Sleep is a complicated thing. So many factors come into play when determining the quality of sleep. It could be stress levels, high cortisol levels, the mind not shutting off, the body not producing enough melatonin, caffeine intake, hormone depletion, diet, technology, etc. It could even be as simple as having a bad sleeping environment. A lot can interfere with natural sleep patterns. If you are anything like me, then getting inadequate sleep every night has just become the norm that you have accepted. But it is a very important aspect of living a healthy life. We know that eating healthy and exercising is important, but no one ever really talks about sleep being up there in that same category of importance.
WHY IT’S IMPORTANT:
- Poor sleep is linked to higher body weight. This effect is believed to be mediated by hormones and the lack of motivation to exercise due to energy levels.
- People who get enough tend to eat fewer calories while sleep-deprived individuals tend to eat more. Deprivation disrupts the daily fluctuations in appetite hormones and causes poor appetite regulation. This includes higher levels of ghrelin, the hormone that stimulates appetite, and reduced levels of leptin, the hormone that suppresses appetite.
- It is needed for optimal brain function. Cognition, concentration, productivity, and performance are all negatively affected by sleep deprivation. On the other hand, good sleep has been shown to improve problem-solving skills and enhance memory performance.
- Poor sleepers have a greater risk of heart disease. This becomes sort of a domino effect; less sleep leads to more stress and high blood pressure, less motivation to be physically active, and unhealthy food choices. All of which affect the heart over time.
- Poor sleep is linked to depression. It also affects our emotions and social interactions.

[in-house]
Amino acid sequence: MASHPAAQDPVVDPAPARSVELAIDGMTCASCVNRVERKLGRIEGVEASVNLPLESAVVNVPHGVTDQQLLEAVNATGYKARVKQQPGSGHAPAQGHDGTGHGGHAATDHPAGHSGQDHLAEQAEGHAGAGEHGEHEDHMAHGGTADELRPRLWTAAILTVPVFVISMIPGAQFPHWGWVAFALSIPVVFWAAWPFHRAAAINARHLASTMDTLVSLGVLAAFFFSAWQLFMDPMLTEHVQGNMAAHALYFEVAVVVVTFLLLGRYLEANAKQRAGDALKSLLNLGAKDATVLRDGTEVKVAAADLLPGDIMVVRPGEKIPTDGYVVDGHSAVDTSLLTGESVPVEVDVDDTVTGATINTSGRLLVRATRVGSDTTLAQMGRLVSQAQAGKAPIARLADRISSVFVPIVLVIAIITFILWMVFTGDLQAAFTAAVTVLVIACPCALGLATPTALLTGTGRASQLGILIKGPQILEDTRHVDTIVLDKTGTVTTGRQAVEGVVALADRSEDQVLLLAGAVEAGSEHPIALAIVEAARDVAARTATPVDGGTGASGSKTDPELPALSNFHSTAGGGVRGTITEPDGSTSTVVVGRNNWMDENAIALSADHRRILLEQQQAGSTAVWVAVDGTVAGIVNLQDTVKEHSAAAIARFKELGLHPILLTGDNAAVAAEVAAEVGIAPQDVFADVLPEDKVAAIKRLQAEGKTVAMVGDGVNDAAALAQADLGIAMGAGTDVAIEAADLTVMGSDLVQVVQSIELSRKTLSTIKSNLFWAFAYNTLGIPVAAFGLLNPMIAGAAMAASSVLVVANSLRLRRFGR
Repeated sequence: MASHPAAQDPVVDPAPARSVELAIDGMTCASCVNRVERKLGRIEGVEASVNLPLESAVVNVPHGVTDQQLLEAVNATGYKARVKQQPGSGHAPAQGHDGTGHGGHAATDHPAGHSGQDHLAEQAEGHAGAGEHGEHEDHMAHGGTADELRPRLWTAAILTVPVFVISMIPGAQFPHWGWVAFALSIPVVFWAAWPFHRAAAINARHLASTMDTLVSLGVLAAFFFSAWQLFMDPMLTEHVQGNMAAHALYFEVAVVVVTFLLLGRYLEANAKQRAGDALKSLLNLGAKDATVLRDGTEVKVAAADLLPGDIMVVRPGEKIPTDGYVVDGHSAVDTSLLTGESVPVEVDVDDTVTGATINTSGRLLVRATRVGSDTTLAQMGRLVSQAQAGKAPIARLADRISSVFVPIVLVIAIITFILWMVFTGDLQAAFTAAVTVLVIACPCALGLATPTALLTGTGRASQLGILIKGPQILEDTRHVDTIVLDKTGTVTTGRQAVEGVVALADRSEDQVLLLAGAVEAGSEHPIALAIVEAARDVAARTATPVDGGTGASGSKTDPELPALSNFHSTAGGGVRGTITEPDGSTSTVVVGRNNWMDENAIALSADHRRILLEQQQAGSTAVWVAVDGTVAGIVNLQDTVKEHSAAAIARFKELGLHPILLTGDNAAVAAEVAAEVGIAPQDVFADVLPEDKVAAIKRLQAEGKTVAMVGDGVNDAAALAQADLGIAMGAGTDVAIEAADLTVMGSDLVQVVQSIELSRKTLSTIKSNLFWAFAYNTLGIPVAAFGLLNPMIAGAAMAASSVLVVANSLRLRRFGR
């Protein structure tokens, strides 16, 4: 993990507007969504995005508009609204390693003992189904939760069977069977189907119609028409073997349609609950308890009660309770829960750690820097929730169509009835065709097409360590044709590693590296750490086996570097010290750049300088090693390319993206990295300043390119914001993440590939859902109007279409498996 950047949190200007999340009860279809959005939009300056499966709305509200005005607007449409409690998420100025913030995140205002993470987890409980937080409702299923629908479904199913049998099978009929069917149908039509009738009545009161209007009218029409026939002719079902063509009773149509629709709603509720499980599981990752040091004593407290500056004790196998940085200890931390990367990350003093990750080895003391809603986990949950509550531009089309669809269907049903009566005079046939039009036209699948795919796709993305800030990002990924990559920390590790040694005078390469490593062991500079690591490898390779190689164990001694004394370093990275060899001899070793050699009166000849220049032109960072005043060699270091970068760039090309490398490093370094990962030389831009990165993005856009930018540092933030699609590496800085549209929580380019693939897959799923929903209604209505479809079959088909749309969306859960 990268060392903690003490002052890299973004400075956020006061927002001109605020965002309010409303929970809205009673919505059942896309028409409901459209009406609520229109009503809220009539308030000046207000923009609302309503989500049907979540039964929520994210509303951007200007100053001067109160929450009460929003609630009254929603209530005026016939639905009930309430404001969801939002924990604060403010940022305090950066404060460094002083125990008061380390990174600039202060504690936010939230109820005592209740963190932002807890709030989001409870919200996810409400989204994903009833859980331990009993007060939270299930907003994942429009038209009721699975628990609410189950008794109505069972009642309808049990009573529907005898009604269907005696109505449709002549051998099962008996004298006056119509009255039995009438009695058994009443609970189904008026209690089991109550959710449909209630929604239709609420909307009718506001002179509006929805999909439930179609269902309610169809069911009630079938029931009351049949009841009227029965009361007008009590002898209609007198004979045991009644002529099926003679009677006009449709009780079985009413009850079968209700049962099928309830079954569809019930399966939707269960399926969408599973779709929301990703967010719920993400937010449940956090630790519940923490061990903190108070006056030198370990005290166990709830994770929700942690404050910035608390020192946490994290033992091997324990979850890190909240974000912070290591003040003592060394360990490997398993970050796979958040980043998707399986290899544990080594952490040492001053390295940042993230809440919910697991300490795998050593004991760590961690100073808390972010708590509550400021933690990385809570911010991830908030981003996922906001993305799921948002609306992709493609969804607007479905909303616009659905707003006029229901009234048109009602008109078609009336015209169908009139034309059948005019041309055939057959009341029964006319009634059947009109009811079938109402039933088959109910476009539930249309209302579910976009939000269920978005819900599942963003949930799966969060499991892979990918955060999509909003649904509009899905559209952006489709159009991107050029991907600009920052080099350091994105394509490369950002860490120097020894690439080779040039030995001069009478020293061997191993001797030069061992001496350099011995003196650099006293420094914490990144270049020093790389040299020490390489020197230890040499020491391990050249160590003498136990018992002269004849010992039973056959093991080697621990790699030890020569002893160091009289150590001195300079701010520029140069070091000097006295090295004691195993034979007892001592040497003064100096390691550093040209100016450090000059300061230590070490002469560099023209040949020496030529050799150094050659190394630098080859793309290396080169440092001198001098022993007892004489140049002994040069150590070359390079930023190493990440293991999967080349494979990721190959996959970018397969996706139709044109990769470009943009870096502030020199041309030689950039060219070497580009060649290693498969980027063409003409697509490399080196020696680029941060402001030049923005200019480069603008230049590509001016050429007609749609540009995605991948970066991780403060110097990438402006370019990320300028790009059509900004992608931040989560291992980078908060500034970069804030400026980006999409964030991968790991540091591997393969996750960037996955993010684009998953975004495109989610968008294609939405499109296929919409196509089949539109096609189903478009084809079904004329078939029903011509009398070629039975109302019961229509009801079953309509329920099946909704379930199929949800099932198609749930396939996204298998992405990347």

- Lack of it can also activate undesirable markers of inflammation and cell damage.
While lack of or inadequate sleep can show physical effects, it also causes harmful effects that we don’t physically see or may not see until much farther down the road. So now, how do we make efforts to improve the duration and quality?
TIPS FOR IMPROVING SLEEP
- Keep distractions and gadgets out of sight. Although electronics might help make our lives easier during the day, they can really damage our quality of sleep at night. Try turning your phone off an hour before bed. It’s important to relax and wind down the mind when you are getting ready for bed.
- Create a comfortable bed oasis. From pillows and comforters to calming scents and aromatherapy, it’s important to set up a comfortable environment suited for you specifically.
- Make your bedroom as dark as possible. It is a scientific fact that our bodies are programmed to fall asleep when it’s dark. Light prevents the body from producing melatonin.
- Lower the caffeine intake and don’t consume caffeine later than 2 p.m.
- If you can’t fall asleep, go into another room and do something relaxing until you feel tired. Nothing is worse than trying to force the mind to fall asleep when it is just not ready yet.
- Get your hormones assessed. Especially for aging women. This can be the main reason for poor sleep.
Sleep is important for everyday function, but also for future health both mentally and physically. Good quality sleep doesn’t always come easy, so it’s crucial to put in the effort as an adult just as we would when putting children to bed.
For more information please contact Premier Health and Wellness by visiting the site or by contacting the staff at (512) 459-4405.